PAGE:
The Word became Flesh

Nathan Klahsen   -  

I’ve been enjoying walking through the Gospel of John with my Knollwood family. It has been encouraging to walk through John and see how God has revealed Himself in the Bible. Throughout the Bible, we see godly men and women who long for intimate knowledge of God. But they still couldn’t see God. Elijah heard only a still, small voice. Abraham dealt with angels and saw God as a smoking firepot. Moses had the most intimate dealings with God, standing before the burning bush and having the divine light shine on his face. Yet his greatest longing was to see God himself. “Please show me your glory,” Moses pleaded. But God said, “You cannot see my face, for man shall not see me and live” (Ex. 33:18–20). 

Jesus came to provide the perfect revelation of God that men could receive. John describes him as “the only God, who is at the Father’s side.” (Vs. 14) Jesus is the only One who has been at the Father’s side and why he is greater than John the Baptist or Moses, not to mention Muhammad or the pope. Jesus is himself very God of very God, one in the divine Trinity. 

Jesus is the One who is at the Father’s side [ literally, John says, he is “in the bosom of the Father” (John 1:18 KJV)] Jesus is in the closest fellowship of love with God the Father. He, then, is the One who can show us God. Mark Johnston explains: “If God is to be known, it can only be as he is made known by Someone who already possesses true knowledge of him. Jesus is that Someone. Because of who he is—the eternal Son of God—he is uniquely qualified to reveal God.” This means that Jesus is the unique and only Savior for all who long to know God. He is the Saviour for all who are looking for a true guide to follow. 

When I reflect on this, I get some answers to some questions: Do you feel empty? Do you long to be filled? Jesus is the Saviour for all who are empty and long to be filled because our souls were made to be filled with nothing less than God. 

Do you want acceptance? Jesus is the Savior for all who seek acceptance, for by his grace, we are justified and received as God’s dear children. And Jesus is the Savior for all who realize that our greatest glory is to know God.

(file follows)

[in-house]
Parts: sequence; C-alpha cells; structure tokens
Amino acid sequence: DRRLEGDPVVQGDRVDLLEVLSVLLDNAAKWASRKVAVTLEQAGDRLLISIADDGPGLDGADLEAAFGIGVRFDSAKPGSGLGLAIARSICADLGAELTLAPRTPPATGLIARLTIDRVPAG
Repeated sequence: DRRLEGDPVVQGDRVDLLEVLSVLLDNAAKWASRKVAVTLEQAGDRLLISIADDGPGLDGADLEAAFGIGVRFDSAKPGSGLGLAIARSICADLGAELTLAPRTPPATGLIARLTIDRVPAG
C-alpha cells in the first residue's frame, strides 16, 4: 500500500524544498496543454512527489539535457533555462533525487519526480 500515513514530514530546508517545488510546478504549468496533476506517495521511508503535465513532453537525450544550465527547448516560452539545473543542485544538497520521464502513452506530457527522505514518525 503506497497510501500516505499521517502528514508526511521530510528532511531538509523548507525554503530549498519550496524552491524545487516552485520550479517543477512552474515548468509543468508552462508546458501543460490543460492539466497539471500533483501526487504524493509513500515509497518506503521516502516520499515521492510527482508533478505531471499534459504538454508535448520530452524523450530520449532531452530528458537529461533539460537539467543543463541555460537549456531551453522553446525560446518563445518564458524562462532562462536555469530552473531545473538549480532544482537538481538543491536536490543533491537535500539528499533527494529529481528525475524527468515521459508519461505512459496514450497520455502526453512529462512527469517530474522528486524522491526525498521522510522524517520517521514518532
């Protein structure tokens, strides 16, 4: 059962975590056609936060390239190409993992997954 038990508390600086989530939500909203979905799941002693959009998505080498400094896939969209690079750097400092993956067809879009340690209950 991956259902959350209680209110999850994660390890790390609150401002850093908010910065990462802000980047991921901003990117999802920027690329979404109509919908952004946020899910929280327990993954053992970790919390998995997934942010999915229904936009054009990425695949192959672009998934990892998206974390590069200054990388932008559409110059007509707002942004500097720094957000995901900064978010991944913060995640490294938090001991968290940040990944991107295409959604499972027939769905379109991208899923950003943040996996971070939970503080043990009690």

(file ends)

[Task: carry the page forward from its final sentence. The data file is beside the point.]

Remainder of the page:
Andrew Peterson, in his song, “Is He Worthy,” asks similar questions:

Is anyone able to break the seal and open the scroll?

The Lion of Judah, who conquered the grave

He is David’s root and the Lamb

Who died to ransom the slave.

This, to me, is a fantastic thing. The eternal Word became a man of flesh and blood (v. 14)! Jesus comes and “pitches his tent” among his people, for God, who dwelt among the Israelites in the tent-tabernacle, now dwells among us in Jesus Christ.

When we look at passages in Exodus 34:6 and Psalm 100:5, I can see how God made known his glorious presence in the Old Testament, but also we see his loving-kindness (“grace”) and faithfulness (“truth”). But then we see Jesus come, and the outpouring of God’s glory, love, and faithfulness is so boundless in Jesus that it makes the Old Testament look merely legal by comparison (John 1:1417). God has never been fully visible to human eyes, but “the only God, who is at the Father’s side,… has made him known” (v. 18). As God-made-flesh, Jesus makes the invisible God visible in his character, words, and actions. 

The only Son of the Father makes the Father known. Could we hope for better access to the Father? Who has had more time with the Father? Who has seen more of his work and character, seen him in more situations of judgment, merriment, or forgiveness? Who would have a more intimate view? Who could more accurately relate these truths? Who could more fully identify with the emotional depth of the Father’s love? In the Son, we have a perfect revelation of the Father.

Would you give something so precious to people like us? Would you be as generous as God is in giving so much to those who deserve so little? Those who deserve wrath? God has given the light. The light has come into the world. The darkness will neither comprehend nor overcome that light: it killed him but could not keep him dead. How are you responding to the light? Rejecting or receiving?

If you have trusted Jesus, are you drawing from his grace to live for him—for his honour and His kingdom? Listen to this charge. Is his grace flowing through you to others? “From his fullness,” every believer has received “grace upon grace” (1:16). I was reminded of this while reading Holiness by JC Ryle with some other men this week. Let us make our motto the words with which the apostle Peter concluded his second epistle: “But grow in the grace and knowledge of our Lord and Savior Jesus Christ. To him be the glory both now and to the day of eternity. Amen” (2 Peter 3:18). May we be faithful disciples, growing in Jesus Christ who make disciples of Jesus Christ.